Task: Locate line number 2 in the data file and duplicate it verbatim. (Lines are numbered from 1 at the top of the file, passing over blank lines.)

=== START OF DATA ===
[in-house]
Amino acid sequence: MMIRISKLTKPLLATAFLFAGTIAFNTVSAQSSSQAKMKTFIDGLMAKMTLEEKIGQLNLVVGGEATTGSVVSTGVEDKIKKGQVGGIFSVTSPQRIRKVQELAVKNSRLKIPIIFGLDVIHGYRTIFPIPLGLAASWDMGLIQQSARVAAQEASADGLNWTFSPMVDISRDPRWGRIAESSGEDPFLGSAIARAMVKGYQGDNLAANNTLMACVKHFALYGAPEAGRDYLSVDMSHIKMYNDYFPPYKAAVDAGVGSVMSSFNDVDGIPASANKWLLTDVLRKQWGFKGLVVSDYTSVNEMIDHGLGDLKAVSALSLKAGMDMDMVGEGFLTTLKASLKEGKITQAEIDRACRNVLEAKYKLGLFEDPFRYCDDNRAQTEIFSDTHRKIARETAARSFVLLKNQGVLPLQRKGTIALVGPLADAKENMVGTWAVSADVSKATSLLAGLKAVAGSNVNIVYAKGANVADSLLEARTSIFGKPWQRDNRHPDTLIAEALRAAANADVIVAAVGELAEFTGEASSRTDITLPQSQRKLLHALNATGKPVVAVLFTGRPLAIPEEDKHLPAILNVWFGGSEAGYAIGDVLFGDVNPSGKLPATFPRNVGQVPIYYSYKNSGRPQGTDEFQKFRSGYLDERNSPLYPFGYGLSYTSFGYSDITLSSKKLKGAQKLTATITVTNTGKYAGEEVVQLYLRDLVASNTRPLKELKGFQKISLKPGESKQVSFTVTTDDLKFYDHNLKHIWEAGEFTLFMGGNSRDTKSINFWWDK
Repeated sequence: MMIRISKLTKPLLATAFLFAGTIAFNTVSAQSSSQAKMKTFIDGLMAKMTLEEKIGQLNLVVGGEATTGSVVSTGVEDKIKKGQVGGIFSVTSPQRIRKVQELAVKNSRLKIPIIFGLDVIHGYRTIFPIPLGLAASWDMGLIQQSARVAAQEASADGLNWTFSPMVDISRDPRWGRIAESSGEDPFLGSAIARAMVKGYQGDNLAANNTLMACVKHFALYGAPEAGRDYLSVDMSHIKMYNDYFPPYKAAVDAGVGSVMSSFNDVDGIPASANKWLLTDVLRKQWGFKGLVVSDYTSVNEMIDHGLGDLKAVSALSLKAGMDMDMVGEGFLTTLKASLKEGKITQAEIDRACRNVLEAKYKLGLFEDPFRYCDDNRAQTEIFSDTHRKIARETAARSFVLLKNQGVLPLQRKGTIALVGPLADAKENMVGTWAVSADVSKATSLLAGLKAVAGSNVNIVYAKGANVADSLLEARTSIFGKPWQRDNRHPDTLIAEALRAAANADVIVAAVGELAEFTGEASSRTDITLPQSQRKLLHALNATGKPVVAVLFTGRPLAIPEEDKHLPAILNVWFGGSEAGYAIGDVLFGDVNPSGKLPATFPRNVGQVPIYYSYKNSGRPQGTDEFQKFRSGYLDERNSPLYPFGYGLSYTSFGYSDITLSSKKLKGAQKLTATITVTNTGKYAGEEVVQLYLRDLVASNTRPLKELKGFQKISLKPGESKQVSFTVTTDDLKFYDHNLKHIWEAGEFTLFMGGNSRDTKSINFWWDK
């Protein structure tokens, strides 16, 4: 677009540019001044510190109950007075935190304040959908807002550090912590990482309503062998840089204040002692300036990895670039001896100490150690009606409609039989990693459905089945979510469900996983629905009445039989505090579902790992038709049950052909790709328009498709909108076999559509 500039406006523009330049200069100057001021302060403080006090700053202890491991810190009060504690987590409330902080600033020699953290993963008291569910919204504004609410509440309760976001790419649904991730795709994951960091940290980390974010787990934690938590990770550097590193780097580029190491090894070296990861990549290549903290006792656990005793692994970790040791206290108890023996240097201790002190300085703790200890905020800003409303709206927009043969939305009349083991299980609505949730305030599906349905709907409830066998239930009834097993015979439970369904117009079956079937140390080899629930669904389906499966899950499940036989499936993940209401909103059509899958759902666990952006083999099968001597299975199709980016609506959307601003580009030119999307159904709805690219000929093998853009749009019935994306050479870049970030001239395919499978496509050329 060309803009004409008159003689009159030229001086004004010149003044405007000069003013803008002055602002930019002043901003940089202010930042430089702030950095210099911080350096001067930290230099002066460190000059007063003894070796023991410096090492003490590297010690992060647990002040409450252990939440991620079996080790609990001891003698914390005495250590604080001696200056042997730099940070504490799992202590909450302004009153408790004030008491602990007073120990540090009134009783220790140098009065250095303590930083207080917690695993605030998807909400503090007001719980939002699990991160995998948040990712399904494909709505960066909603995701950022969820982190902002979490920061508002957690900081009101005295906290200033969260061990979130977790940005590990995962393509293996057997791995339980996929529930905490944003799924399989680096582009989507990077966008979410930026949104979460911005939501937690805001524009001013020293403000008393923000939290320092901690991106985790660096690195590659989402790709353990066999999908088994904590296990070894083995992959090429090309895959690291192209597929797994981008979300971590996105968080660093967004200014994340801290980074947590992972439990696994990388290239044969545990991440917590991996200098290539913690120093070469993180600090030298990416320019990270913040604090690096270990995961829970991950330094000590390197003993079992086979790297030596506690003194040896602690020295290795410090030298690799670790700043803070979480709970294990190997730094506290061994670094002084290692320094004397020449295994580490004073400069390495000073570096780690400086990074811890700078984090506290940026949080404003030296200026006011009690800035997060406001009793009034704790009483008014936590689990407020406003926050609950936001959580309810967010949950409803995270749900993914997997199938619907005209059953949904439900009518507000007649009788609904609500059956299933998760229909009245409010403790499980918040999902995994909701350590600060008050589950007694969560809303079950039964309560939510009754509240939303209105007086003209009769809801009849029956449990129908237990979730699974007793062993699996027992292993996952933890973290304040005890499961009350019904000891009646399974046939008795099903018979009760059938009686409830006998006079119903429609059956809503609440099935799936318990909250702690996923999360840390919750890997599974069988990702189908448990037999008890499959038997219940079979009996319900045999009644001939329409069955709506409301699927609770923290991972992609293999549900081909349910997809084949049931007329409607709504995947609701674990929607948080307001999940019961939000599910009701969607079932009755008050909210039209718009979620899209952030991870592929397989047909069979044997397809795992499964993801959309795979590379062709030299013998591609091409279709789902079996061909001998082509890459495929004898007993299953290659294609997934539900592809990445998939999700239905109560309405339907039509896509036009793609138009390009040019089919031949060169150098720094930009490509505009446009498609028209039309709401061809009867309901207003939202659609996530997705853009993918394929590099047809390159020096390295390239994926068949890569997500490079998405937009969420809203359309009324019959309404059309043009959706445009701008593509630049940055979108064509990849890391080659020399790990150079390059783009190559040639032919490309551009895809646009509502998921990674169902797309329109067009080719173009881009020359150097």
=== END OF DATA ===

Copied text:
Amino acid sequence: MMIRISKLTKPLLATAFLFAGTIAFNTVSAQSSSQAKMKTFIDGLMAKMTLEEKIGQLNLVVGGEATTGSVVSTGVEDKIKKGQVGGIFSVTSPQRIRKVQELAVKNSRLKIPIIFGLDVIHGYRTIFPIPLGLAASWDMGLIQQSARVAAQEASADGLNWTFSPMVDISRDPRWGRIAESSGEDPFLGSAIARAMVKGYQGDNLAANNTLMACVKHFALYGAPEAGRDYLSVDMSHIKMYNDYFPPYKAAVDAGVGSVMSSFNDVDGIPASANKWLLTDVLRKQWGFKGLVVSDYTSVNEMIDHGLGDLKAVSALSLKAGMDMDMVGEGFLTTLKASLKEGKITQAEIDRACRNVLEAKYKLGLFEDPFRYCDDNRAQTEIFSDTHRKIARETAARSFVLLKNQGVLPLQRKGTIALVGPLADAKENMVGTWAVSADVSKATSLLAGLKAVAGSNVNIVYAKGANVADSLLEARTSIFGKPWQRDNRHPDTLIAEALRAAANADVIVAAVGELAEFTGEASSRTDITLPQSQRKLLHALNATGKPVVAVLFTGRPLAIPEEDKHLPAILNVWFGGSEAGYAIGDVLFGDVNPSGKLPATFPRNVGQVPIYYSYKNSGRPQGTDEFQKFRSGYLDERNSPLYPFGYGLSYTSFGYSDITLSSKKLKGAQKLTATITVTNTGKYAGEEVVQLYLRDLVASNTRPLKELKGFQKISLKPGESKQVSFTVTTDDLKFYDHNLKHIWEAGEFTLFMGGNSRDTKSINFWWDK